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Tasmanian seaweeds for the edible market
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Available under University of Tasmania Standard License.
Total world wide trade in edible seaweeds is presently over Aus$l billion, mainly amongst Japan, Korea and China, of which Japan probably has the greatest proportion of trade.
Trade is mainly in three varieties of seaweed:- Nori (Porphyra spp.), Kombu (kelps) and Wakame (Undaria spp.). The value of other unspecified seaweeds imported by Japan in 1986 from a variety of countries was Aus$3 million or 5% of the total value of Japan’s seaweed imports.
Tasmania has an abundance of seaweed species, many of which are similar to those utilized elsewhere. A hypothetical costing of mariculture of various seaweeds here in Tasmania demonstrates the potential to supply seaweeds at competitive prices to the edible market.
A selection of samples sent to Japanese trading companies resulted in limited interest. A lack of understanding of the requirements of the Japanese edible market cannot be discounted. Any future marketing requires the direction of somebody with expertise and an understanding of the market in this area.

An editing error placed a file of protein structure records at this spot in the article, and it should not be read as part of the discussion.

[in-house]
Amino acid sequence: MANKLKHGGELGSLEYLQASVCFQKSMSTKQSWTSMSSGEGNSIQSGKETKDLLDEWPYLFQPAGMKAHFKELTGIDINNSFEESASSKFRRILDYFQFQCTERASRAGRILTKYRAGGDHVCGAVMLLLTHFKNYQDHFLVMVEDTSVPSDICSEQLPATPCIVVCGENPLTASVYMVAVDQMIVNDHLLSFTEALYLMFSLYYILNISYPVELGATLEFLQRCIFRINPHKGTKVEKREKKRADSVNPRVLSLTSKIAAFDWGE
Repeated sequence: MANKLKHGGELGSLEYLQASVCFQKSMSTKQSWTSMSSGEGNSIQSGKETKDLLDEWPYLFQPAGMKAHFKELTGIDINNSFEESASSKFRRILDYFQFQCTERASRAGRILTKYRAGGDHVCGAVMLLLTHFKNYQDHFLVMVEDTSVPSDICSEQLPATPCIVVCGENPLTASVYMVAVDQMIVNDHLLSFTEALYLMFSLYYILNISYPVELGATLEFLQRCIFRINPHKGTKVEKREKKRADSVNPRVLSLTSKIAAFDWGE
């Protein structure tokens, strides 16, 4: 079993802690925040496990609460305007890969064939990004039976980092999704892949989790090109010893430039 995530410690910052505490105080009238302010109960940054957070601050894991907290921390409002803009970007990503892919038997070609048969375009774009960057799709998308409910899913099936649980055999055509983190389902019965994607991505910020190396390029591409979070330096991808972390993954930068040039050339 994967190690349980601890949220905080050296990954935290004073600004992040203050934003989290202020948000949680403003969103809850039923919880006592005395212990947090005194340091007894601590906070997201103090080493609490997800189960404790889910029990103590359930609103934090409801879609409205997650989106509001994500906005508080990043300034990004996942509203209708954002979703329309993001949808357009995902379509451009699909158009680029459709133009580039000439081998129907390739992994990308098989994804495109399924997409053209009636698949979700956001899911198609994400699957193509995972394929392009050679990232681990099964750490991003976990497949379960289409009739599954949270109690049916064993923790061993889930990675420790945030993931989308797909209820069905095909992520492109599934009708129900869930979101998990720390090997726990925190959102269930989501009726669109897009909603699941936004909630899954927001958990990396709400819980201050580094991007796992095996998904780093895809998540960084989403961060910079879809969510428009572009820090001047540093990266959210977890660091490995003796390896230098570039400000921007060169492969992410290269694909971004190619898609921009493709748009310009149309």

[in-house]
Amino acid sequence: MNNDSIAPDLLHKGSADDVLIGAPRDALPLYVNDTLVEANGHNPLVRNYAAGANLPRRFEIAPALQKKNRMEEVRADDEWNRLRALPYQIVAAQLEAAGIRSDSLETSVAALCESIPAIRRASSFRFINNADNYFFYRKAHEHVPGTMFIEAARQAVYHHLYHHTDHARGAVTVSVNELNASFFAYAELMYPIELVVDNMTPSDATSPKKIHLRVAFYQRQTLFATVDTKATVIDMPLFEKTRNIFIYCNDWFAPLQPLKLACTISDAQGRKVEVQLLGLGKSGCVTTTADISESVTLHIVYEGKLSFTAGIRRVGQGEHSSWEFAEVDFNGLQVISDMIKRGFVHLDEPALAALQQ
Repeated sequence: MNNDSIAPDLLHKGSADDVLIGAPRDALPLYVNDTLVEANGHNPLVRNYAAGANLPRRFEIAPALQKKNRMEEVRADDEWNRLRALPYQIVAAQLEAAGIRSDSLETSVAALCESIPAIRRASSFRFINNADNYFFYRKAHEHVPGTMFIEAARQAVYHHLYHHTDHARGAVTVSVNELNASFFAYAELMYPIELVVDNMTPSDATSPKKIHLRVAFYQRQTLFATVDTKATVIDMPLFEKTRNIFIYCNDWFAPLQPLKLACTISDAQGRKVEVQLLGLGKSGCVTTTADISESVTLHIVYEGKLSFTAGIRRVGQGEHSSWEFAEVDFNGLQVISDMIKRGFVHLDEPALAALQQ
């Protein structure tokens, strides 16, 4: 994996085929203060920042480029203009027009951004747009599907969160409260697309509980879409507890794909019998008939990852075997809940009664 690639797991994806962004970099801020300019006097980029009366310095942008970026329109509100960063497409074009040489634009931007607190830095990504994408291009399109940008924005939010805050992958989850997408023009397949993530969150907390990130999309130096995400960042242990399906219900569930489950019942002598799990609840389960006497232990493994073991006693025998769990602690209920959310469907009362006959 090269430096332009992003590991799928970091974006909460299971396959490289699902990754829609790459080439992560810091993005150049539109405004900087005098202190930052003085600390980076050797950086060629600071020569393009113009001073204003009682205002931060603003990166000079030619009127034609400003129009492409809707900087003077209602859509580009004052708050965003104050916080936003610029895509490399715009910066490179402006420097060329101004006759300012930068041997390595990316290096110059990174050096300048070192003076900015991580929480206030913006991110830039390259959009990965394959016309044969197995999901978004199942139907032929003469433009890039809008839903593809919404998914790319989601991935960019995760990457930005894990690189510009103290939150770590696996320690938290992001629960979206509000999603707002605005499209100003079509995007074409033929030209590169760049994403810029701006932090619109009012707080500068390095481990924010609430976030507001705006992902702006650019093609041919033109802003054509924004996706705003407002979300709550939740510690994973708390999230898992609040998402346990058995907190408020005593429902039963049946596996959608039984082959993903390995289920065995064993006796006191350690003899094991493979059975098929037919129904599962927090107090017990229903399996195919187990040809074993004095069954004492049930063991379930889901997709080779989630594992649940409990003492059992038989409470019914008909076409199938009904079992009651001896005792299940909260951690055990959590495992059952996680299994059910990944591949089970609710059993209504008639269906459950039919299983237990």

Analyses of arsenic concentrations in Tasmanian seaweeds gave low values. This is consistent with Tasmania’s claim that its waters are comparatively free from pollution. Expansion of market interests in seaweeds for alginate and agar industries remains a possibility.
|Item Type:||Report (Technical Report)|
|Keywords:||seaweeds, edible, Tasmania, macrocalgae|
|Publisher:||Marine Laboratories, Department of Sea Fisheries, Tasmania|
|Identification Number - DOI:||ISSN 0817 - 3680|
|Date Deposited:||07 Jul 2012 14:11|
|Last Modified:||18 Nov 2014 04:39|
|Item Statistics:||View statistics for this item|
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